What is a Vacuum Regulator?
A vacuum regulator is a device used to maintain a desired vacuum pressure in a system. There are multiple types of vacuum regulators but mechanical vacuum regulators work on a force balance principle.
Two types of Vacuum Control
There two major types of vacuum control devices: vacuum regulators and vacuum breakers. This page seeks to explain the different purposes of each type, and how they work.
Type 1: Vacuum Regulators
Vacuum Regulators, like Equilibar EVR series vacuum regulators, work by throttling flow between the vacuum pump and the process in order to control the process vacuum. This type, which is often referred to as a Vacuum Regulator, is actually a Back Pressure Regulator because the pressure controlled is at the inlet port. The regulator closes to increase absolute system pressure (or reduce vacuum level).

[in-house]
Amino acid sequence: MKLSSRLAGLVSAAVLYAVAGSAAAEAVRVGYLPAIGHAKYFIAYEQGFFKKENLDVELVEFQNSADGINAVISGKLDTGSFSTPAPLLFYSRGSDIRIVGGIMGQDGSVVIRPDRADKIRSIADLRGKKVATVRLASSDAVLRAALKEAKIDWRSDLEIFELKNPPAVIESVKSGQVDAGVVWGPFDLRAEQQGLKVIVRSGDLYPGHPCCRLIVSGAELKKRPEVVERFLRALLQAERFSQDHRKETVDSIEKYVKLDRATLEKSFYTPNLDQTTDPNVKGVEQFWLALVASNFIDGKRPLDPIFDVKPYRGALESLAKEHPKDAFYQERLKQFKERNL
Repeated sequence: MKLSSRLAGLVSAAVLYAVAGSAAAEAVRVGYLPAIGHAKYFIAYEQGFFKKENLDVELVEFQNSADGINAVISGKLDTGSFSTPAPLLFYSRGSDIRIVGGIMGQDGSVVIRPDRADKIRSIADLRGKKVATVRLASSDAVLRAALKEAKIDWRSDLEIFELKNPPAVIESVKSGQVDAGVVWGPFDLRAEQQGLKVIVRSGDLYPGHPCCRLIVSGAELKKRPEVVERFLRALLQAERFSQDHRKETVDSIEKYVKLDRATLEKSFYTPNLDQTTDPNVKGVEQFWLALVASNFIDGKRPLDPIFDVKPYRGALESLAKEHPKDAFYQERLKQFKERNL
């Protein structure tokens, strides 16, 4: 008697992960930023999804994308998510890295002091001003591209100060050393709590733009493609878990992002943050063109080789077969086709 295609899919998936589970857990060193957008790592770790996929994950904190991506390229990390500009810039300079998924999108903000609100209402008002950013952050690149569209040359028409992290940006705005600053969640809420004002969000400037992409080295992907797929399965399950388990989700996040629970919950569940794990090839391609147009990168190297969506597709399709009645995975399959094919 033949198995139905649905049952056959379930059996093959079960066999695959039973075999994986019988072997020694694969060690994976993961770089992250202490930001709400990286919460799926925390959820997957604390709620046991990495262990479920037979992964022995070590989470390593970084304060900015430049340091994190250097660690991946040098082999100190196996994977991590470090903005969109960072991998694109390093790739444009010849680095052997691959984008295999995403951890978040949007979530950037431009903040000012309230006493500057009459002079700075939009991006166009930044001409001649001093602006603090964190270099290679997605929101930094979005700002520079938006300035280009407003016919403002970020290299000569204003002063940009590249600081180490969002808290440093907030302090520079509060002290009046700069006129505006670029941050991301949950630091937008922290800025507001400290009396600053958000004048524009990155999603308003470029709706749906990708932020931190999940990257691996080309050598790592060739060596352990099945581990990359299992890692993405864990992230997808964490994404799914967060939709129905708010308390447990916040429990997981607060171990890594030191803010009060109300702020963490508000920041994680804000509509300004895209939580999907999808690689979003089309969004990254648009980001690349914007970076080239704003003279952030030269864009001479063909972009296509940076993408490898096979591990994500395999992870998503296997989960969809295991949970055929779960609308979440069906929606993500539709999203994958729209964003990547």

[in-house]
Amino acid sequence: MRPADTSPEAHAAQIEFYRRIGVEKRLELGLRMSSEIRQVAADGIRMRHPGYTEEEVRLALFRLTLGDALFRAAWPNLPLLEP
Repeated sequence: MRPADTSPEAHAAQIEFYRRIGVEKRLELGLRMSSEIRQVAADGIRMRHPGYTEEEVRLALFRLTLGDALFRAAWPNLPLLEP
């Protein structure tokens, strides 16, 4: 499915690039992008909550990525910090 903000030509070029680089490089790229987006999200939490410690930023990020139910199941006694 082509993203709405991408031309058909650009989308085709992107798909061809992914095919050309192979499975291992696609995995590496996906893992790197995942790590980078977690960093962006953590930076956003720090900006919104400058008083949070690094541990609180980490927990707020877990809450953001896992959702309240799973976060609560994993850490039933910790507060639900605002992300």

In the simplified example at right, the vacuum regulator uses a spring-loaded diaphragm to control the vacuum pressure. The process vacuum is on the lower side of the diaphragm and the atmospheric pressure is on the top. The spring is pulling up to provide the negative set-point bias. As the process pressure becomes too low (vacuum too intense), the diaphragm lowers, restricting of the gas flow between the process and the vacuum supply pump, thereby reducing vacuum level. As the absolute pressure increases above set-point (vacuum too low), the plunger rises and the gas flow between the process and the supply pump is increased, thereby increasing vacuum level.
Type 2: Vacuum Breakers & Vacuum Relief Regulators
Most regulators used to control vacuum let ambient air into the vacuum system to control the vacuum pressure. This type of regulator is often called a Vacuum Breaker or Vacuum Relief Regulator. These regulators are actually a type of Pressure Reducing Regulator because the pressure controlled is at the outlet port. The regulator opens to increase absolute process pressure (or reduce vacuum level).